I spent months looking for Robert Leroy Thompson (1880 TN -1965 NC) and his family in the 1900, 1910, 1920 and 1930 census (see The Ultimate "Dodging the Census" Puzzle). I still haven't found him, even though the odds are really high that he was in at least one of those four censuses (99.2% chance that he's in one of them if the miss rate for each census is 20%).

A researcher often doesn't know what s/he doesn't know. How does s/he know that "all" of the original papers were available to be imaged? How does s/he know that "all" of the images of the original paper were digitized? How does s/he know that "all" of the entries on a set of digitized images were indexed? The answer is that "s/he doesn't know for sure." S/he has to rely on the word of the repositories that hold the original paper, the digitized images, and the indexes. And that's where quality control - at all of the steps from paper to Search engine, come into play.

The ideal for the genealogy industry is that:

1. The record repository that has the original papers provides everything that it has to the people that image the collection, with some sort of quality assurance provision that assures all involved that all available original papers are provided.

2. The image people create digital images for every paper in the collection, even those that are badly damaged or unreadable, and even use advanced imaging techniques to bring out the best image possible. Again, some sort of quality assurance provision needs to be used to ensure that all original papers were imaged.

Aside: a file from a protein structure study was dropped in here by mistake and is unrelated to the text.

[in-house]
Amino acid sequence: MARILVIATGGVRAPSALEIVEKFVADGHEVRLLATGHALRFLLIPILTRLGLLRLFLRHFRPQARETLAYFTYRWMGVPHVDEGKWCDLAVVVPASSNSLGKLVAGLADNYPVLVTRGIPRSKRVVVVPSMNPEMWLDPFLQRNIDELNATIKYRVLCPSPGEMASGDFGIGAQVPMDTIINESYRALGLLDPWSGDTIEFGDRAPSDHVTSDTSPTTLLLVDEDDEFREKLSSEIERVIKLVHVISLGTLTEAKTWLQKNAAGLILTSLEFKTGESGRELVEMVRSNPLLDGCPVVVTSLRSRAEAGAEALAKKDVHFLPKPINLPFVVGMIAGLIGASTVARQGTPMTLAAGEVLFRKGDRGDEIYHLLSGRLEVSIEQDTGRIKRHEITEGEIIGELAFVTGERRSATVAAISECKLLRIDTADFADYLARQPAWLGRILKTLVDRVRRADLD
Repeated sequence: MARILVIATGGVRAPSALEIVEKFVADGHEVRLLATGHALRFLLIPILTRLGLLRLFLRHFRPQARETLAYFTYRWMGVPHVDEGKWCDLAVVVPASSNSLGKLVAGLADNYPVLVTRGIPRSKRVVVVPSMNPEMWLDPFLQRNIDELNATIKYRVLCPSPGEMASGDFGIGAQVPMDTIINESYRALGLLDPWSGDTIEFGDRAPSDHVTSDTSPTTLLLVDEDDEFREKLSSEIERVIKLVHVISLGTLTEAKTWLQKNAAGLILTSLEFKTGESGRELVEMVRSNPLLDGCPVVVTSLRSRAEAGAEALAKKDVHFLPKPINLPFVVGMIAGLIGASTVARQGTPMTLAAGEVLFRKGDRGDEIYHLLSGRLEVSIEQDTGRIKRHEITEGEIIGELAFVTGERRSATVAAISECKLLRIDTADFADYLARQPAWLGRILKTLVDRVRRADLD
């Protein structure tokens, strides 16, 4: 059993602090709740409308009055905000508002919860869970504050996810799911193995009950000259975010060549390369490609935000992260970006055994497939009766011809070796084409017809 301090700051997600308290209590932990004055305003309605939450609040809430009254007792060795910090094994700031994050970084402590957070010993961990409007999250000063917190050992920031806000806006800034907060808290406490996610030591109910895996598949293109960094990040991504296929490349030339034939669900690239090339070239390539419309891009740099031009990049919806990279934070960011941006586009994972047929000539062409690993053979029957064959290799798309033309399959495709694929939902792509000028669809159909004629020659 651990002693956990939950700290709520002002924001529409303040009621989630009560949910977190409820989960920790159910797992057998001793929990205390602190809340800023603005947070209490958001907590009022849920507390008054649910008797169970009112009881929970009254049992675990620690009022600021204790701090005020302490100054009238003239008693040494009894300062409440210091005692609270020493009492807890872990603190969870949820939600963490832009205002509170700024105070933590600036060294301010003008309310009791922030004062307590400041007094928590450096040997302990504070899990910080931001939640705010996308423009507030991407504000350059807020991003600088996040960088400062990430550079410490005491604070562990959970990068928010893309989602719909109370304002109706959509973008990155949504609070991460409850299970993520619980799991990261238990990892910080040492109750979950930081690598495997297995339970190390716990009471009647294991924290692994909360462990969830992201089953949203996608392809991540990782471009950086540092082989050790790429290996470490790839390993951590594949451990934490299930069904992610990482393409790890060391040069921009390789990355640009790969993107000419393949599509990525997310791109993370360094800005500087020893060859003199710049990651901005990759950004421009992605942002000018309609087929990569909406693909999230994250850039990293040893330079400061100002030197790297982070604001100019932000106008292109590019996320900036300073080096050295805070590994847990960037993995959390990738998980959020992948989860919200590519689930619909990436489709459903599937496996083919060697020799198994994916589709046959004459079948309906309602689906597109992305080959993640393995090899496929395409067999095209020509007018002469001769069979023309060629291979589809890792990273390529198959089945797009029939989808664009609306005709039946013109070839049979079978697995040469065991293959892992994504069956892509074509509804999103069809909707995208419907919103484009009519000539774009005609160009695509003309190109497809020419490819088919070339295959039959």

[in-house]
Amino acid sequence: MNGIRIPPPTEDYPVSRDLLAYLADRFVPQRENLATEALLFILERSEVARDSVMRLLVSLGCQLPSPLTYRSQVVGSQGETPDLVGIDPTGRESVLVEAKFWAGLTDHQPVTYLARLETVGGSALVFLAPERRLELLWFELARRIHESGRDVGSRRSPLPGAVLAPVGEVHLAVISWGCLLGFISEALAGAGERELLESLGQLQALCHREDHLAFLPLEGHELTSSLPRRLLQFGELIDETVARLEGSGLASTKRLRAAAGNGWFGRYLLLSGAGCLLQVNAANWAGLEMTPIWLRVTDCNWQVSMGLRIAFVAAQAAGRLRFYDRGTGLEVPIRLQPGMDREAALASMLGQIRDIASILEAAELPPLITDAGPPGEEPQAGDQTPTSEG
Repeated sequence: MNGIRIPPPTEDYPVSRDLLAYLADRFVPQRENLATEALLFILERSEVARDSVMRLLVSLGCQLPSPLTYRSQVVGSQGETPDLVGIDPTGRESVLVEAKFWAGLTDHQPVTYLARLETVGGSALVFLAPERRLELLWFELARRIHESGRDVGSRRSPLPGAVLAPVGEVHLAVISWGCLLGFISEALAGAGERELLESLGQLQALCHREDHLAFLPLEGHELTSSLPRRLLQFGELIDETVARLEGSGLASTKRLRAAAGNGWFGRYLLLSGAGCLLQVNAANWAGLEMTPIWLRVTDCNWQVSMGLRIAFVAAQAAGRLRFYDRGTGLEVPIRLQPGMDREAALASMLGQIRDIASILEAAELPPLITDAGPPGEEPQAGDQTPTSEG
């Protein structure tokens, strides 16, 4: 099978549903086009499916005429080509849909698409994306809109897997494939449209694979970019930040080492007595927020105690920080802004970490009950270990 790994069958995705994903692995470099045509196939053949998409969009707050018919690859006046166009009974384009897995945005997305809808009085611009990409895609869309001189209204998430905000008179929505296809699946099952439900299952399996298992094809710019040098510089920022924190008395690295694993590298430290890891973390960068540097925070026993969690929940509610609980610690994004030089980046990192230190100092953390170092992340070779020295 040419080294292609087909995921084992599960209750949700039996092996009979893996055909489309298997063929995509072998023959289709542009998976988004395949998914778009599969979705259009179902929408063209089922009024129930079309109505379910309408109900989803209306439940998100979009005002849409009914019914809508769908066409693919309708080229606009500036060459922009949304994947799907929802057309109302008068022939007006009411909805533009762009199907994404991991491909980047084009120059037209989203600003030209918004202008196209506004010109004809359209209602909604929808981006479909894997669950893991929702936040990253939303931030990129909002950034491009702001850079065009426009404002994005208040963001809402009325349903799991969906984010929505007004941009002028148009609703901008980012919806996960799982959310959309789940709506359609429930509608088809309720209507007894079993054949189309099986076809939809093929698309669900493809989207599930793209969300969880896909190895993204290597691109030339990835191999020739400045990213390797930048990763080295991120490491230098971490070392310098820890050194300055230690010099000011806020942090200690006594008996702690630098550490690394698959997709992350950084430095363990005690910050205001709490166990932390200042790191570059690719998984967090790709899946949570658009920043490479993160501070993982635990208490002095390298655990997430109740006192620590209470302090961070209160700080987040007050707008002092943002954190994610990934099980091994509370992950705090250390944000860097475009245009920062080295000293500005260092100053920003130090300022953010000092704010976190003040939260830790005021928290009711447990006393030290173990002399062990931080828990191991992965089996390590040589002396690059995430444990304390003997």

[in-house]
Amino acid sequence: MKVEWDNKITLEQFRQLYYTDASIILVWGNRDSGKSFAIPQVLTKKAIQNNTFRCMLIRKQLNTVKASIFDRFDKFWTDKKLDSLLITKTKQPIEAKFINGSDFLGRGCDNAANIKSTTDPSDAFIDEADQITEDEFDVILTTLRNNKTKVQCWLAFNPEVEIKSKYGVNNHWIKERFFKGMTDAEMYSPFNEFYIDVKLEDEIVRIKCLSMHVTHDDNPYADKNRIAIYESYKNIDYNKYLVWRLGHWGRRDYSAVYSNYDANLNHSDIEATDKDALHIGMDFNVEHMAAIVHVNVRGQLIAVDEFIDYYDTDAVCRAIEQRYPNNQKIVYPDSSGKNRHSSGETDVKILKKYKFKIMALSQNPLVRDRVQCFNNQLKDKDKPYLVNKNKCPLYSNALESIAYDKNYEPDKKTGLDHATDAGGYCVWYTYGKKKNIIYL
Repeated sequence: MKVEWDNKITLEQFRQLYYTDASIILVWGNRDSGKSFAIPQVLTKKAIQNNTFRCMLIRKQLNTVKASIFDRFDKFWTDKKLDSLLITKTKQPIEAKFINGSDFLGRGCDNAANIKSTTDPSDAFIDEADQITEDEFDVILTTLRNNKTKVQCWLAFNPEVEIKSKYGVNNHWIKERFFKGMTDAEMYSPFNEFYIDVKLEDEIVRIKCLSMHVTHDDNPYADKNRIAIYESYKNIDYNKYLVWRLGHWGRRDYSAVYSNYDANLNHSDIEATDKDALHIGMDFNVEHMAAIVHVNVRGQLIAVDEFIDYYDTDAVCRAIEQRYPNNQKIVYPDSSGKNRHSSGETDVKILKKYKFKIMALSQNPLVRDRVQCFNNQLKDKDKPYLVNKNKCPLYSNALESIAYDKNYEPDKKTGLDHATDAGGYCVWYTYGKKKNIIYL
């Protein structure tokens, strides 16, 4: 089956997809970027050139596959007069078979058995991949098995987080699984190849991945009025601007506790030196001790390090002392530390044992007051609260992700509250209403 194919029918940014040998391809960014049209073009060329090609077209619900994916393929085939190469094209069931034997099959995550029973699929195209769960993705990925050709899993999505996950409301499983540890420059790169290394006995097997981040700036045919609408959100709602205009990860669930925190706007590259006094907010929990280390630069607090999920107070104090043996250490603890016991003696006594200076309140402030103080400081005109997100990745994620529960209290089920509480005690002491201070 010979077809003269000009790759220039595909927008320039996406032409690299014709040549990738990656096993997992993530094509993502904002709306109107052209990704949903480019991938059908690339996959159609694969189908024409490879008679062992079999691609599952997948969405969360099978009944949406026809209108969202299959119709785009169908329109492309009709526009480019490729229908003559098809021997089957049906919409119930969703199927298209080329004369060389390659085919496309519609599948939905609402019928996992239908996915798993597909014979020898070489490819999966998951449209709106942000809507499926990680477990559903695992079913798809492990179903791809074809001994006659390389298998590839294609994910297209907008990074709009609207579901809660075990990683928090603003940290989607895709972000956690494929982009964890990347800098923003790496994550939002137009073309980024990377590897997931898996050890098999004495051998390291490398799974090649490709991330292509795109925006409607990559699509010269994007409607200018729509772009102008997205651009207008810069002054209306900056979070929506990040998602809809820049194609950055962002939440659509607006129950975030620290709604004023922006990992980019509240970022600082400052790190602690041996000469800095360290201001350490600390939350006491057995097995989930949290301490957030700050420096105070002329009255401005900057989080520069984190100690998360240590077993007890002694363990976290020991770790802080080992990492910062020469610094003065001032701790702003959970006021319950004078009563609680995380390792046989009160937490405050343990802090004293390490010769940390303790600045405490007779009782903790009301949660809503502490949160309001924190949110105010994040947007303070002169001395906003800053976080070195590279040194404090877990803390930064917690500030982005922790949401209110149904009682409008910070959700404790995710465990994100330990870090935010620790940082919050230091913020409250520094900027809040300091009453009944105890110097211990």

3. The indexing people use a double check quality assurance system that ensures the best possible index entries for every name on a record set.

4. The Search engine is versatile enough that many entries with significant problems can be found using advanced searching techniques.

My point in all of the above is this: It is not the sole fault of the Search engine or search algorithm when it cannot find your person of interest in a database. The problem is probably in one of the other categories. A large database provider like Ancestry.com, which often works from microfilms of paper records, usually does not control access to the original papers or the images of the original papers. It does control the digitizing of the image, indexing the records and the search engine, of course, and should have standardized quality control procedures in place for those steps.

Has anybody else done extensive investigations into records missing from specific databases, compared different databases for the same record set, or done a surname study that identifies persons missing from the records? If so, please let me know about it, with a link to, or the source of, the study if possible.


Frankly, I think the number of digitized image and/or indexed online records is genea-mazing!  There are billions more pieces of genealogy-related paper in archives and libraries to be digitized.  I hope that the record providers keep finding them, digitize them, and index them for researchers to find.

I would add that the database and indexed record be sourced using Evidence Explained (or similar) standards.  FamilySearch and Find A Grave are the only record providers that do a good job on sourcing - not Ancestry, MyHeritage, Findmypast, and many others.

Copyright (c) 2023, Randall J. Seaver